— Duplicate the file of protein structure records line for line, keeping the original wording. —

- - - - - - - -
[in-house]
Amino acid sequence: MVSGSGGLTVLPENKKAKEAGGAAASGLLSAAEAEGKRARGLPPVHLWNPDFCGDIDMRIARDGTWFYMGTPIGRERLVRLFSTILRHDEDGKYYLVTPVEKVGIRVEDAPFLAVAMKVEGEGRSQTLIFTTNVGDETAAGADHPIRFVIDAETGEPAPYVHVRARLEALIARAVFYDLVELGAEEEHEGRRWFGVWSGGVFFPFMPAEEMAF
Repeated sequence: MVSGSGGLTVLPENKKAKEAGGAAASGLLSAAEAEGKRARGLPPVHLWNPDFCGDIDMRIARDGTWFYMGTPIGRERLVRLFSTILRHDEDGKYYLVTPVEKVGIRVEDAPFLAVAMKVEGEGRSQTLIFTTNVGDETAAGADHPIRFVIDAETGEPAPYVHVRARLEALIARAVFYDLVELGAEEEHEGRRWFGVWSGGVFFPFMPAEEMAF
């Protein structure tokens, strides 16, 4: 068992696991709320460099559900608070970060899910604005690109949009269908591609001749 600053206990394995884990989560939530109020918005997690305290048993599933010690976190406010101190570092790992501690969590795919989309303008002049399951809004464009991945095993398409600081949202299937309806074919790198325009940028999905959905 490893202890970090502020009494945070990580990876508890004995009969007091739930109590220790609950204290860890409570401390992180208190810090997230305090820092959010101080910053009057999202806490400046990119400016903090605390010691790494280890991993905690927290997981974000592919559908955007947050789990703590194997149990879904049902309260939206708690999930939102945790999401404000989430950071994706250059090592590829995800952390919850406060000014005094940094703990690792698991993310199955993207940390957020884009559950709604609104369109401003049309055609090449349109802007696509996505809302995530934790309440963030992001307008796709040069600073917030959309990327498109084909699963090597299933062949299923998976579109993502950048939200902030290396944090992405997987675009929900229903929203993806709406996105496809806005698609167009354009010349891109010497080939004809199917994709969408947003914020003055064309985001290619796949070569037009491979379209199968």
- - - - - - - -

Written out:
[in-house]
Amino acid sequence: MVSGSGGLTVLPENKKAKEAGGAAASGLLSAAEAEGKRARGLPPVHLWNPDFCGDIDMRIARDGTWFYMGTPIGRERLVRLFSTILRHDEDGKYYLVTPVEKVGIRVEDAPFLAVAMKVEGEGRSQTLIFTTNVGDETAAGADHPIRFVIDAETGEPAPYVHVRARLEALIARAVFYDLVELGAEEEHEGRRWFGVWSGGVFFPFMPAEEMAF
Repeated sequence: MVSGSGGLTVLPENKKAKEAGGAAASGLLSAAEAEGKRARGLPPVHLWNPDFCGDIDMRIARDGTWFYMGTPIGRERLVRLFSTILRHDEDGKYYLVTPVEKVGIRVEDAPFLAVAMKVEGEGRSQTLIFTTNVGDETAAGADHPIRFVIDAETGEPAPYVHVRARLEALIARAVFYDLVELGAEEEHEGRRWFGVWSGGVFFPFMPAEEMAF
């Protein structure tokens, strides 16, 4: 068992696991709320460099559900608070970060899910604005690109949009269908591609001749 600053206990394995884990989560939530109020918005997690305290048993599933010690976190406010101190570092790992501690969590795919989309303008002049399951809004464009991945095993398409600081949202299937309806074919790198325009940028999905959905 490893202890970090502020009494945070990580990876508890004995009969007091739930109590220790609950204290860890409570401390992180208190810090997230305090820092959010101080910053009057999202806490400046990119400016903090605390010691790494280890991993905690927290997981974000592919559908955007947050789990703590194997149990879904049902309260939206708690999930939102945790999401404000989430950071994706250059090592590829995800952390919850406060000014005094940094703990690792698991993310199955993207940390957020884009559950709604609104369109401003049309055609090449349109802007696509996505809302995530934790309440963030992001307008796709040069600073917030959309990327498109084909699963090597299933062949299923998976579109993502950048939200902030290396944090992405997987675009929900229903929203993806709406996105496809806005698609167009354009010349891109010497080939004809199917994709969408947003914020003055064309985001290619796949070569037009491979379209199968």